What is Dominoes?

A domino game is a sequence of matching and playing tiles. These tiles are stacked on end in long lines to form a layout, string or line of play.

The player who makes the first play is known as the setter, downer or lead. He draws the number of tiles specified in the rules for the particular game being played. The rest of the tiles remain face down for a stock.


Dominoes are cousins to playing cards and have a very long history. The game originated in China, where it was played as far back as the 12th century. The Chinese dominoes were made of bone or ivory and had a variety of markings, called pips.

The earliest dominoes in the West were descended from cubic dice that had been introduced to China from India. Each domino originally represented one of the twenty-one results of throwing a pair of dice.

The game entered Europe in the 18th century and was first recorded in Italy and France. It was then brought to England, reportedly by French prisoners of war. The games we know and love today use rectangular dominoes marked on each end with numbers from zero to six.


There are many different rules and regulations for domino, depending on the type of game being played. These rules are designed to create fair play and ensure that all players can enjoy the game. Some of these rules are compulsory, such as the rule that a Double must be played on if it is discovered before the next player plays.

Players begin the game by shuffling a deck of dominoes and drawing a hand. Then, they begin placing tiles on the table. Each tile must be positioned so that it touches one end of the domino chain, which gradually develops into a snake-line shape. In some games, the pips on each side of a domino are counted as ends of the line of play.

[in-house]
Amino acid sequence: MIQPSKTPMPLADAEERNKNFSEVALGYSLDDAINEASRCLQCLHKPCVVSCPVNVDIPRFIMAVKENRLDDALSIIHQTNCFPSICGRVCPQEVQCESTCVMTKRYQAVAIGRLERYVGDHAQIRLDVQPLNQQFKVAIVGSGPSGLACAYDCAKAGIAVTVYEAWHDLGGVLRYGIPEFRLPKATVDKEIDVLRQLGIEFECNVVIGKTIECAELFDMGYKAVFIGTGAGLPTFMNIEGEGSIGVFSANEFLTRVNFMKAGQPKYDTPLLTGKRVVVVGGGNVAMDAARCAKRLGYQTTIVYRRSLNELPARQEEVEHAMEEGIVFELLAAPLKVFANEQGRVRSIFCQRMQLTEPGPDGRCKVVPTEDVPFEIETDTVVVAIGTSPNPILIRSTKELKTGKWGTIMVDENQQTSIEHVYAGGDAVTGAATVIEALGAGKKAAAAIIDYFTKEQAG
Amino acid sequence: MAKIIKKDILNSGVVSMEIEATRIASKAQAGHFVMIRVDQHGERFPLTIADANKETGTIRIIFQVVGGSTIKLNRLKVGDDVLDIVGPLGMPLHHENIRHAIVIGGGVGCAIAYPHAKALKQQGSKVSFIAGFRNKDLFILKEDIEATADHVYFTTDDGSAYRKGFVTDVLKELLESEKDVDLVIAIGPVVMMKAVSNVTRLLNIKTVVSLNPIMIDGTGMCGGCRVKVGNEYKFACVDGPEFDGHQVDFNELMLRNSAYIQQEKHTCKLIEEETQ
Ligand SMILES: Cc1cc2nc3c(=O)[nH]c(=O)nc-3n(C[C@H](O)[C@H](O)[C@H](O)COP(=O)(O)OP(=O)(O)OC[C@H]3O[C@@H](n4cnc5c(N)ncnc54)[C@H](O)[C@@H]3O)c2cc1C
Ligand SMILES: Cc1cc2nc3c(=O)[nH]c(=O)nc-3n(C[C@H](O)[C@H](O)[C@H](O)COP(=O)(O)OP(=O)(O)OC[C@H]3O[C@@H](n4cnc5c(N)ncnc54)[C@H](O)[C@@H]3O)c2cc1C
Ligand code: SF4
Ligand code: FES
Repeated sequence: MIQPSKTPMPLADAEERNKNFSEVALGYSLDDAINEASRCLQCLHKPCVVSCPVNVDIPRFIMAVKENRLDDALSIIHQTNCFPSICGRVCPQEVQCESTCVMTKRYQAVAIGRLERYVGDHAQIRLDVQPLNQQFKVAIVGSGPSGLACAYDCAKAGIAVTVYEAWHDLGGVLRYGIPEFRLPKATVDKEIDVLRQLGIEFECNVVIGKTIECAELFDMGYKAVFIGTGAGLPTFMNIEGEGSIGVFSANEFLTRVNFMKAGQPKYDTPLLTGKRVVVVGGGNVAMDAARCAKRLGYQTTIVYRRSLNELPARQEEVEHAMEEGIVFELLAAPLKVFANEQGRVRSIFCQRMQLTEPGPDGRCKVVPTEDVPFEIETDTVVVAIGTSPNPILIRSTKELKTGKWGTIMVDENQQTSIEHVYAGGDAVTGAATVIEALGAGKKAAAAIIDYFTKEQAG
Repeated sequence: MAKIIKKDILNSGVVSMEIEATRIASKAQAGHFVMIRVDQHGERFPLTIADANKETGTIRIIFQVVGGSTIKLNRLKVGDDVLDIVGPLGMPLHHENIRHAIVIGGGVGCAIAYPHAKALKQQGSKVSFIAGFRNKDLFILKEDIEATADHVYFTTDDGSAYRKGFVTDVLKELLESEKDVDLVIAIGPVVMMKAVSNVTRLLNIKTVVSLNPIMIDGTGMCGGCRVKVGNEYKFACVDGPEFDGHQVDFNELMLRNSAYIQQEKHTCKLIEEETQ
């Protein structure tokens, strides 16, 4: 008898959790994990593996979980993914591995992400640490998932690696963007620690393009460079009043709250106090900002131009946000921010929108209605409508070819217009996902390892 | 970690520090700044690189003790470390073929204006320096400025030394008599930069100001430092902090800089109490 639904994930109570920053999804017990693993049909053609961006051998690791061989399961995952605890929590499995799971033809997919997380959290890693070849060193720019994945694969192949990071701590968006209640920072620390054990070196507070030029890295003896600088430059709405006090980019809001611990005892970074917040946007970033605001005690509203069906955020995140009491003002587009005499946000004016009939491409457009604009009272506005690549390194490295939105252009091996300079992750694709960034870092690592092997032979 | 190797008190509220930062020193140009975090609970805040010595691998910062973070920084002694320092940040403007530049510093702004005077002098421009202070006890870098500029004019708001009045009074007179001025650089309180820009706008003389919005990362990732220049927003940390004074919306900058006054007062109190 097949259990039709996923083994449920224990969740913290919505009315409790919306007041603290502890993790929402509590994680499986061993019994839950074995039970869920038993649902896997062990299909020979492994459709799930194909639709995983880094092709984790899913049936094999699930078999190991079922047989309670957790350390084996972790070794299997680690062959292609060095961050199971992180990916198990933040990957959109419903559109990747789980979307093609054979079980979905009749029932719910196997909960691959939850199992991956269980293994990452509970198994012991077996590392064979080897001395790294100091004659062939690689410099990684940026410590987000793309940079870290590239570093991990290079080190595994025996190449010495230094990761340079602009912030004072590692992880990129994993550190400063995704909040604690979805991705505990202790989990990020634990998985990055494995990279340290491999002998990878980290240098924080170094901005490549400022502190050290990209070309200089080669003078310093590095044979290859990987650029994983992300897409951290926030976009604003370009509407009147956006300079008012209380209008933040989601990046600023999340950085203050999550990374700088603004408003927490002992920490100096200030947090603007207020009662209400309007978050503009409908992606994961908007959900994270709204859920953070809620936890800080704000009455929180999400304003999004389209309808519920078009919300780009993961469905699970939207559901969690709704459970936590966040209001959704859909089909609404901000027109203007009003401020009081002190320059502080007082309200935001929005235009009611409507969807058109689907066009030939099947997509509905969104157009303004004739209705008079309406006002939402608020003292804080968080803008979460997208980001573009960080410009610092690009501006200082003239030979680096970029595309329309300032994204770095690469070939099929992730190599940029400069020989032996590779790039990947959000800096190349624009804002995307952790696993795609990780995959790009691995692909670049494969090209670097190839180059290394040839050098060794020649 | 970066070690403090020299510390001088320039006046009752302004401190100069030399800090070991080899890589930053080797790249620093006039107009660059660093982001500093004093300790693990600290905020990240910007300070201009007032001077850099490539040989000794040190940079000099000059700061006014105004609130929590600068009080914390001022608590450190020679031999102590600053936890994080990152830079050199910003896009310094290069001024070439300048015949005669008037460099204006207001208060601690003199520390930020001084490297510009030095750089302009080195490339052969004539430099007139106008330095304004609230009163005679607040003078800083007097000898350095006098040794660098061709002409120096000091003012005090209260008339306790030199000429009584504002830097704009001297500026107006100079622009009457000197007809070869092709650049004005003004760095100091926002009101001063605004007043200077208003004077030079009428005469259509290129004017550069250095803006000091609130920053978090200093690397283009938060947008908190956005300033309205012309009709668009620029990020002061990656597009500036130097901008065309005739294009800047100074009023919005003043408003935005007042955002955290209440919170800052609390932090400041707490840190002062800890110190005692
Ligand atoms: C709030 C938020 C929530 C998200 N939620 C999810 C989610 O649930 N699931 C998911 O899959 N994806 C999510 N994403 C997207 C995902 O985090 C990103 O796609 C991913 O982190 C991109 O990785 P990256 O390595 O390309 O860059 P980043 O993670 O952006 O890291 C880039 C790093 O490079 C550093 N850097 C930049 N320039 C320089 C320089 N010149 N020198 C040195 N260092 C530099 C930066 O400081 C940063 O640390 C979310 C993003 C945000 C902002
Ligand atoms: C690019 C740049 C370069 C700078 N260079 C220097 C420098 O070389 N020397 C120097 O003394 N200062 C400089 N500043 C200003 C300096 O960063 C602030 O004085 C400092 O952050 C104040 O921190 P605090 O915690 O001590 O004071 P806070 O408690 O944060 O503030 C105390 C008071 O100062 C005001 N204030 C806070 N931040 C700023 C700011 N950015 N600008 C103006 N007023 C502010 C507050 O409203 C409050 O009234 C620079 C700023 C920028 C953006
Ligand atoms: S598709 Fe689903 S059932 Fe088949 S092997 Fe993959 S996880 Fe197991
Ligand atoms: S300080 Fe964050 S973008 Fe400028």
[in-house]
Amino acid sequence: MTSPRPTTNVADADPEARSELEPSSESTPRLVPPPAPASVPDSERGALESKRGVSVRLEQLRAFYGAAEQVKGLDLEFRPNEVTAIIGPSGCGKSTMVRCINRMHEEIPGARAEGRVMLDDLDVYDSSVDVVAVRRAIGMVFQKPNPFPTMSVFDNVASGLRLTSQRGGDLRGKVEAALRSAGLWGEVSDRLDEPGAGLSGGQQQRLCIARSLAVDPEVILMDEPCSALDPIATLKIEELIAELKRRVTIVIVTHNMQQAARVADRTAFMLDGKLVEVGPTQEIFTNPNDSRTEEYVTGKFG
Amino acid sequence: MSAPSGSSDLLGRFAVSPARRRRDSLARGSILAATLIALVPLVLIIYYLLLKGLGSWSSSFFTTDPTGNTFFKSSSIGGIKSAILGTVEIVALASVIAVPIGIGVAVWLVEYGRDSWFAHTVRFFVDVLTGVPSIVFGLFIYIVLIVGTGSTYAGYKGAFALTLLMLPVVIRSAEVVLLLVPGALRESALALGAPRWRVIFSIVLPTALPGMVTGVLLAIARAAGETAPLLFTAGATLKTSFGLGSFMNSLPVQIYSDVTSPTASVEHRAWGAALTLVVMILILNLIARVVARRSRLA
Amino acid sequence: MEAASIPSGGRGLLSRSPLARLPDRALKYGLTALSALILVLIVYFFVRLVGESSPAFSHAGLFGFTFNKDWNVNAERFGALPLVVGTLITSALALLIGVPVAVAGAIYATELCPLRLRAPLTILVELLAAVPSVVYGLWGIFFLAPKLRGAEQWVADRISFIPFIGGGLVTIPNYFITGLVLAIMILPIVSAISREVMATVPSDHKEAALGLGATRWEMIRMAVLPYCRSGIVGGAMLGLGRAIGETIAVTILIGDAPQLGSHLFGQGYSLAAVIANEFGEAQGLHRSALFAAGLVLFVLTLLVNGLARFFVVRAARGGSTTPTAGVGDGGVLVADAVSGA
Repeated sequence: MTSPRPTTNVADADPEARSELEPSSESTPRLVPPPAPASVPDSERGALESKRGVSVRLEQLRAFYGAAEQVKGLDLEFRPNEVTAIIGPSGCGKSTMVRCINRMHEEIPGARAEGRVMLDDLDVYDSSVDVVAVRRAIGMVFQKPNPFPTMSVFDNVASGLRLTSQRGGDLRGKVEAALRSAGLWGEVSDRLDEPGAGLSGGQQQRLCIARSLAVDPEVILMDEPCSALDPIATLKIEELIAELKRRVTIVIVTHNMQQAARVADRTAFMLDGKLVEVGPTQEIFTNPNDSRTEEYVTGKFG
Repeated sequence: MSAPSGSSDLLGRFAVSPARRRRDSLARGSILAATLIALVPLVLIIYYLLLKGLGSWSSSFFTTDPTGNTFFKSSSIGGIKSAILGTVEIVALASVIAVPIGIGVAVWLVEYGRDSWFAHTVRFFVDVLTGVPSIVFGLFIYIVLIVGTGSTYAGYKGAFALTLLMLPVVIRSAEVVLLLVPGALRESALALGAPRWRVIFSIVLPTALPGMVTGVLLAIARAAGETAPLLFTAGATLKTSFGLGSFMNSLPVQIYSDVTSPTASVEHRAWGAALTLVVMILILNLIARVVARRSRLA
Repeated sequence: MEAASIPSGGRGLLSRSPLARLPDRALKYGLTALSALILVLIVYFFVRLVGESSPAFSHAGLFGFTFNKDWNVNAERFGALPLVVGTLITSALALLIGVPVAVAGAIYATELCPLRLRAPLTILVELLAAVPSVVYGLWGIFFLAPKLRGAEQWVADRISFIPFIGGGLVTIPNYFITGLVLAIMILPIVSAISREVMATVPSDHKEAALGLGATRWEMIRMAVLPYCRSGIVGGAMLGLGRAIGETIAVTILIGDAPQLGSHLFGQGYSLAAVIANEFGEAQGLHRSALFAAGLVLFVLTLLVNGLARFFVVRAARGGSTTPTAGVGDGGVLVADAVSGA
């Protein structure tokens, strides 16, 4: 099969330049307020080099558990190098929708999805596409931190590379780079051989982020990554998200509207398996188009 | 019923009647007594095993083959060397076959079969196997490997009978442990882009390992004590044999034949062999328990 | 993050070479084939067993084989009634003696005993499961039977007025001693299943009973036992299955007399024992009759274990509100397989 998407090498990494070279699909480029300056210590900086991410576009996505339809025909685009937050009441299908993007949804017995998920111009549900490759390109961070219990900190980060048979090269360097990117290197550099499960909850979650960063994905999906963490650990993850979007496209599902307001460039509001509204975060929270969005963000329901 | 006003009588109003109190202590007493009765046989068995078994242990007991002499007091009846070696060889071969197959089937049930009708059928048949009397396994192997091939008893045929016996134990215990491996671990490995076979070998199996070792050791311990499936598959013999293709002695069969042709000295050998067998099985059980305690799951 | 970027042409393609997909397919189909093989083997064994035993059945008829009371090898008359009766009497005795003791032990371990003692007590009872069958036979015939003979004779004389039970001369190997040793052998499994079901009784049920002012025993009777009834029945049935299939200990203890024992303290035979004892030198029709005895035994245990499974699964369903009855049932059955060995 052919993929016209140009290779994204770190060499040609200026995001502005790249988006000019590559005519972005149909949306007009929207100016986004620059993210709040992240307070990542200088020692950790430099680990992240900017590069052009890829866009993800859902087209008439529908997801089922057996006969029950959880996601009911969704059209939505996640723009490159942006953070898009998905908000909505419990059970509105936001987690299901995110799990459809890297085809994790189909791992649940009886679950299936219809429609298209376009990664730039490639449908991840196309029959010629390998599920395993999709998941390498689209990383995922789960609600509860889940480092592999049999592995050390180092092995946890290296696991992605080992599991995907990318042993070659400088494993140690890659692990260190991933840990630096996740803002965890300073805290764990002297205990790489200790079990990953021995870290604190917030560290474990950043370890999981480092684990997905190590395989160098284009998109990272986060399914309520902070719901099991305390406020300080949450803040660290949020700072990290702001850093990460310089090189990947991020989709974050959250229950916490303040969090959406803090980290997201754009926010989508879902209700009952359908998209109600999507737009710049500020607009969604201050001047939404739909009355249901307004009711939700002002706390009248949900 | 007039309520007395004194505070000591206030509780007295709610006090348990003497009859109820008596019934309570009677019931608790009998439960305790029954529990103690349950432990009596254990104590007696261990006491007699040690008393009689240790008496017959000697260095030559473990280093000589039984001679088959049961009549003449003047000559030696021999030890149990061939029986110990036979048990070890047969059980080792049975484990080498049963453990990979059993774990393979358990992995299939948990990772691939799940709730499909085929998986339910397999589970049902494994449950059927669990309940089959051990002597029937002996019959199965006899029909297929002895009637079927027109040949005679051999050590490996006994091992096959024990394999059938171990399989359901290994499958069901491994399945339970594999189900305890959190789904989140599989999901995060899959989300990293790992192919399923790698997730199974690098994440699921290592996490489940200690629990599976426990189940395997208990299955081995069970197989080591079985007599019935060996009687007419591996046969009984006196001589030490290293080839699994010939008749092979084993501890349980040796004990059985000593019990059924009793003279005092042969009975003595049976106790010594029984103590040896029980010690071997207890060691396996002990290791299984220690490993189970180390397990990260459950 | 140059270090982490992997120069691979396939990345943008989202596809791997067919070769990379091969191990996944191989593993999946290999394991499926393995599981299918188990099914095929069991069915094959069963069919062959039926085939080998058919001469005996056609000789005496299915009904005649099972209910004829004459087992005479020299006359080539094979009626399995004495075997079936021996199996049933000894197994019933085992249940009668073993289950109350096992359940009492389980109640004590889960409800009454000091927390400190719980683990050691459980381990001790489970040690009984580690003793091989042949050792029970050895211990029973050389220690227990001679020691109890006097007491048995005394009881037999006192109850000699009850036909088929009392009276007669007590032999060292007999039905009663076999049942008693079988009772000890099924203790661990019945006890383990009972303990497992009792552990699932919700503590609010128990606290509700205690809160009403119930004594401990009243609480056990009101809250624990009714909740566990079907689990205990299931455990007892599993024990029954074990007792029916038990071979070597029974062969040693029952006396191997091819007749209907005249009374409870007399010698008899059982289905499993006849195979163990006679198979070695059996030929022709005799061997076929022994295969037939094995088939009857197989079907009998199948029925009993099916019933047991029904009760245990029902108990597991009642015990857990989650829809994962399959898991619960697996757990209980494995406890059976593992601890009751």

In domino, the game’s outcome is determined by whose hand has the lowest total count of dots at the end of the round. The winning player receives a score equal to the sum of all of his opponents’ unplayed dominoes.

There are many variations of the game, including Basic Train, Mexican Train, Chicken Foot, Bendomino, Matador, Cyprus, and Maltese Cross. The rules vary slightly from one variant to another, but all share the same basic model.

Each player in turn plays a domino into the layout, positioning it so that the matching ends touch one another. The line of play then branches (unless a double is played, which is always placed perpendicular to the line) and the number on each end of the tile is counted.


Dominoes can be made from a variety of materials, including wood, metal, and plastic. Some of these are molded, while others are hand-carved or cut from natural stone. The material of a domino has a significant impact on its performance.

Traditional European-style dominoes are usually made of silver lip ocean pearl oyster shell (mother of pearl) or ivory with contrasting black or ebony pips. Some sets combine these materials with a solid wood such as oak or ash.

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Dominoes are an excellent way to develop strategic thinking. Because domino is a game where luck is not decisive, the winning player must be able to plan ahead and outsmart opponents. This is a skill that can be applied to other games and in daily life.

To determine who plays first, the players draw lots or use some other method. If there is no tie, the player holding the heaviest tile begins play.

When a player wins, the pips left in his or her opponent’s remaining domino tiles are compared and the winner is awarded points. This scoring system is also important in blocking games, where the objective is to empty a player’s hand and block opponents’ moves. The game also encourages cooperation and teamwork.

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